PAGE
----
One of the cruelest things about MRSA is it leaves your body more vulnerable to other types of infections later. These so-called secondary infections can be bacterial like C. difficile (or “C. diff”). But yeast, candida and fungal infections are also common after struggling with Staph or MRSA.
Yeast and fungal infections can be mild to severe and may appear as: toe nail fungus, thrush in the mouth, some skin infections, vaginitis and systemic or internal infections.
“Biofilms” linked to recurring infections
The intelligence and ingenuity of bacteria never cease to amaze me. Bacteria are especially good at hiding in your body and evading the treatments used to kill them. That’s why Staph and MRSA superbug infections can be so hard to treat. It’s also a key reason why Staph and MRSA infections can recur over and over.
Are you driving with your brakes on?
Have you ever driven your car with the emergency brake on? It’s an easy thing to do and it can take a while before you notice. At first, the car just feels a little sluggish, so you give it a more gas. But it gets worse as you pick up speed and begin to realize something isn’t working right.
Did I run over a nail? Could it be the engine? Am I about to break down?
It doesn’t matter how fast your car is or how new your tires are… Driving with the brakes on is like swimming upstream. Yes, it works, but it’s a lot more work than it needs to be.
Handle raw meat with proper care. Photo Credit: CDC James Gathany
Last week ScienceDaily.com reported that 47% of supermarket meat samples of beef, chicken, turkey and pork were contaminated with Staph aureus, and of half of those Staph aureus strains were antibiotic resistant Staph bacteria.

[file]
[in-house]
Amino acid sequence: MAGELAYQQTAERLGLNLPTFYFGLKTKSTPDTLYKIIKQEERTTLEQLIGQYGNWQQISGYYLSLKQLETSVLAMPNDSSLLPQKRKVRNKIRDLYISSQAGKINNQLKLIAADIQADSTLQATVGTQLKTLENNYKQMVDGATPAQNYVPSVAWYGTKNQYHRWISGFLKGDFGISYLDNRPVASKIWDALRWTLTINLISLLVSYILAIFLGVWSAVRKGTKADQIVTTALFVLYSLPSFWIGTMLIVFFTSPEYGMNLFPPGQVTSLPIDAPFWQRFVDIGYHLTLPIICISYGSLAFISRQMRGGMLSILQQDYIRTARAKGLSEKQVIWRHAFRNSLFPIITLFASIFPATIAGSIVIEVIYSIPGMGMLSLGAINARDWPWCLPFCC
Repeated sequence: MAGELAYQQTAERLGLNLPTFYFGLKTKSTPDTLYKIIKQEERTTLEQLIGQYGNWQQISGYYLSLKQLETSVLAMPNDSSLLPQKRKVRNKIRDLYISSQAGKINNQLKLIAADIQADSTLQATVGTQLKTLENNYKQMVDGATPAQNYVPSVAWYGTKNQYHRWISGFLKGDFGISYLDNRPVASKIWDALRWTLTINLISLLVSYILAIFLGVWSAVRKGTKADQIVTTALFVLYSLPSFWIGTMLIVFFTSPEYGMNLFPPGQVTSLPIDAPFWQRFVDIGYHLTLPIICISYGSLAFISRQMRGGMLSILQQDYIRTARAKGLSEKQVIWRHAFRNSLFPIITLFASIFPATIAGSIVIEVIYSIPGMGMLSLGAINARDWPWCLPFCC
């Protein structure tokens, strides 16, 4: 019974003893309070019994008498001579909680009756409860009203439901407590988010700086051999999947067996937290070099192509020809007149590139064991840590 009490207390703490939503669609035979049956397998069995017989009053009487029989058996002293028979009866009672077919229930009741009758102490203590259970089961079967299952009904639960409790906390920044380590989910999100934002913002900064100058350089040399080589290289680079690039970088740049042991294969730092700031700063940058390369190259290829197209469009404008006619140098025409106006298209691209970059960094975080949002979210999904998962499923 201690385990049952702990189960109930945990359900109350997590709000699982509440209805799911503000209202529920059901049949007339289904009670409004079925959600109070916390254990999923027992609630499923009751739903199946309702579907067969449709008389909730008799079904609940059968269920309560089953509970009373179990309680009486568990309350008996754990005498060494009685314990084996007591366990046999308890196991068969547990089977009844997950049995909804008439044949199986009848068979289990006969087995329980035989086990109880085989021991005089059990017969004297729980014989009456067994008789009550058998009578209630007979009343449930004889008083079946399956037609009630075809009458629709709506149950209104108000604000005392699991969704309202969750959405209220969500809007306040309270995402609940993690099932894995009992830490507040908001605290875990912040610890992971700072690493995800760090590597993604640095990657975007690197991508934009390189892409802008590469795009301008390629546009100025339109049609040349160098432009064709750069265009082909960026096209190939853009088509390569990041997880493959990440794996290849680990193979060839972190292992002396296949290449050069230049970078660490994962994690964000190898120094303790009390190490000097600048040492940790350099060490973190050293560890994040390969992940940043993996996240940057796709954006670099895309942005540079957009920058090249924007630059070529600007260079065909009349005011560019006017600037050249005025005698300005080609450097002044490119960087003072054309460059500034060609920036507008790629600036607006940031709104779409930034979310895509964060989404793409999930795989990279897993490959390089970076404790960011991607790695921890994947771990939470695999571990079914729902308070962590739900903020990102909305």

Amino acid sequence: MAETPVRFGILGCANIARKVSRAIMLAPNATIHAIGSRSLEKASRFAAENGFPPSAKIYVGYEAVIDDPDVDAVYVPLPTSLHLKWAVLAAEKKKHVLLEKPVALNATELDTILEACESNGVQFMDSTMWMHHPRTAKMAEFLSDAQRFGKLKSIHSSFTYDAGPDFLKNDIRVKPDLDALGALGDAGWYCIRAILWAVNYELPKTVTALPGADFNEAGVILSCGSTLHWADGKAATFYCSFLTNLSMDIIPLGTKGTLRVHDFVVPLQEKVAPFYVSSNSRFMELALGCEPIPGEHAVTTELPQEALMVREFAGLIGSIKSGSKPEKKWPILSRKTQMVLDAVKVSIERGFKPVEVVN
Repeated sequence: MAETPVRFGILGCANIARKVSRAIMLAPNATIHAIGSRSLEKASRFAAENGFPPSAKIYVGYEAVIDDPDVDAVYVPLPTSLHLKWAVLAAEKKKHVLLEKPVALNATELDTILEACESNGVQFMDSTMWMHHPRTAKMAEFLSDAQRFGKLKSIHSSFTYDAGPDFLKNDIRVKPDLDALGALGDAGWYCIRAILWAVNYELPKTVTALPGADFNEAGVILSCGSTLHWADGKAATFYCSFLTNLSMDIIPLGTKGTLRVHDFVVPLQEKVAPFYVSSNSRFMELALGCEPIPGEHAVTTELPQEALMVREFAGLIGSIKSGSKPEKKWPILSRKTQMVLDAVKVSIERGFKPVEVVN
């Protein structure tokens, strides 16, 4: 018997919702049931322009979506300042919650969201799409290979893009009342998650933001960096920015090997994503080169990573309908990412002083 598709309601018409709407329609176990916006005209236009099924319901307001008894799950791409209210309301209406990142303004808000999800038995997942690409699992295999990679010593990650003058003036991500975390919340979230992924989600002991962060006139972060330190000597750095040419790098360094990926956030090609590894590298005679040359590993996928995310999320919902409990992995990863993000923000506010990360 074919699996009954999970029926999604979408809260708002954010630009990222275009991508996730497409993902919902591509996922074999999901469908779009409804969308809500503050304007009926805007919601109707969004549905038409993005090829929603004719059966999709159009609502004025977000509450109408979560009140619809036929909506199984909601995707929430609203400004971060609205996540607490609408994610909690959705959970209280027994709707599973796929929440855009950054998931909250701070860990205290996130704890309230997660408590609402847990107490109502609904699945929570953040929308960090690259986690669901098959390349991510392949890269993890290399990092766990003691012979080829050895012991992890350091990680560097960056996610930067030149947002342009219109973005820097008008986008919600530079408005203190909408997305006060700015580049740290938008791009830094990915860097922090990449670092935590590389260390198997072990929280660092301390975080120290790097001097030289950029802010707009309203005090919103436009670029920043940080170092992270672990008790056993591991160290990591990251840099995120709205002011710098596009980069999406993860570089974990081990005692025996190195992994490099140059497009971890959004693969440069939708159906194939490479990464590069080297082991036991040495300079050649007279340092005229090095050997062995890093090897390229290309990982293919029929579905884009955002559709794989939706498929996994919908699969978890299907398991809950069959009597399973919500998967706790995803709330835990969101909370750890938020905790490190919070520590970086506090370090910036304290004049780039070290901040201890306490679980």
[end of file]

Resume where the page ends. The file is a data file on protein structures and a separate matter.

DNA testing of the Staph suggests the majority of the Staph contamination originates from the animals and not people. This was the first ever national meat supply assessment looking for Staph aureus, the bacteria responsible for MRSA, and it was published in the journal of Clinical Infectious Disease.
Almost daily I hear a story from someone who’s stopped their Staph or MRSA infection using a natural treatment approach. I love hearing these stories. However, if you’re looking for a cure for MRSA or Staph, you need to keep these two factors in mind: treatment techniques vs. principles of optimal health. For your best long-term success, be sure your treatment includes both.
A potent reminder about immune boosting foods
I do my best to practice what I preach. But about a month ago, I “fell off the diet wagon” with one of the top 5 diet changes I always urge people with a Staph infection or MRSA to make. Luckily, my diet is back to normal now, and I re-learned a valuable lesson along the way.
Kylee, and her first baby
I heard from a new mother from Wisconsin named Kylee who shared her MRSA experience with me.
Her story begins with the birth of her first baby. She went to the hospital for delivery, in what should have been a joyous event. Instead, while at the hospital, she caught MRSA through her IV line. Kylee was sent to the emergency room a week later and very nearly died.